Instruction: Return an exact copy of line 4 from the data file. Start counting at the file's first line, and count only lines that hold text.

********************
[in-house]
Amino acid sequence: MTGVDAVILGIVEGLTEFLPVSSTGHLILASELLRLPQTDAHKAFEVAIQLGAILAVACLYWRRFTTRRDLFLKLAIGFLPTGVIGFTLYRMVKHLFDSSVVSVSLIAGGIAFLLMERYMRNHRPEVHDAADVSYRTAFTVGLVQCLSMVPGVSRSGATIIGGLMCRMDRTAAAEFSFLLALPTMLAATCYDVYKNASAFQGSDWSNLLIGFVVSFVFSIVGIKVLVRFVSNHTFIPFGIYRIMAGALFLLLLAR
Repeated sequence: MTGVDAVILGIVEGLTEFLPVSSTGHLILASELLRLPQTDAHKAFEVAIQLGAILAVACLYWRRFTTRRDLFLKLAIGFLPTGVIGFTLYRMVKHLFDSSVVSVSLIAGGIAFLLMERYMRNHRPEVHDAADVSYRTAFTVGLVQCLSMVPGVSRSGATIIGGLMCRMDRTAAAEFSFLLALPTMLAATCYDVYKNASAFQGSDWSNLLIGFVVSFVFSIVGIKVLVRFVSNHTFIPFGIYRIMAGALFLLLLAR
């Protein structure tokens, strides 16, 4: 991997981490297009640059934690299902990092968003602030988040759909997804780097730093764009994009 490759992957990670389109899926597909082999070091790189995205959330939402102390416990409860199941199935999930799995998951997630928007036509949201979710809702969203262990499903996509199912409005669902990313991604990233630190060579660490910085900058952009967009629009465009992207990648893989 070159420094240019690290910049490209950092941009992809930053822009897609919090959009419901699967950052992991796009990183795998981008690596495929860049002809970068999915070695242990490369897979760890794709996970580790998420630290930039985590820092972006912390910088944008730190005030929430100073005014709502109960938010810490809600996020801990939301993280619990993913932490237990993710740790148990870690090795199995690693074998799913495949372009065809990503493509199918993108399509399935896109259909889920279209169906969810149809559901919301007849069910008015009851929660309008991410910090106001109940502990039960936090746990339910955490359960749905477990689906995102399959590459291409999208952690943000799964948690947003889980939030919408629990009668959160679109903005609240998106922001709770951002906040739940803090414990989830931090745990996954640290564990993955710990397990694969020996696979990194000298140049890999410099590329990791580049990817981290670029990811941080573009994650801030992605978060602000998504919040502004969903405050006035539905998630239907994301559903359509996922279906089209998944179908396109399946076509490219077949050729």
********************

């Protein structure tokens, strides 16, 4: 991997981490297009640059934690299902990092968003602030988040759909997804780097730093764009994009 490759992957990670389109899926597909082999070091790189995205959330939402102390416990409860199941199935999930799995998951997630928007036509949201979710809702969203262990499903996509199912409005669902990313991604990233630190060579660490910085900058952009967009629009465009992207990648893989 070159420094240019690290910049490209950092941009992809930053822009897609919090959009419901699967950052992991796009990183795998981008690596495929860049002809970068999915070695242990490369897979760890794709996970580790998420630290930039985590820092972006912390910088944008730190005030929430100073005014709502109960938010810490809600996020801990939301993280619990993913932490237990993710740790148990870690090795199995690693074998799913495949372009065809990503493509199918993108399509399935896109259909889920279209169906969810149809559901919301007849069910008015009851929660309008991410910090106001109940502990039960936090746990339910955490359960749905477990689906995102399959590459291409999208952690943000799964948690947003889980939030919408629990009668959160679109903005609240998106922001709770951002906040739940803090414990989830931090745990996954640290564990993955710990397990694969020996696979990194000298140049890999410099590329990791580049990817981290670029990811941080573009994650801030992605978060602000998504919040502004969903405050006035539905998630239907994301559903359509996922279906089209998944179908396109399946076509490219077949050729």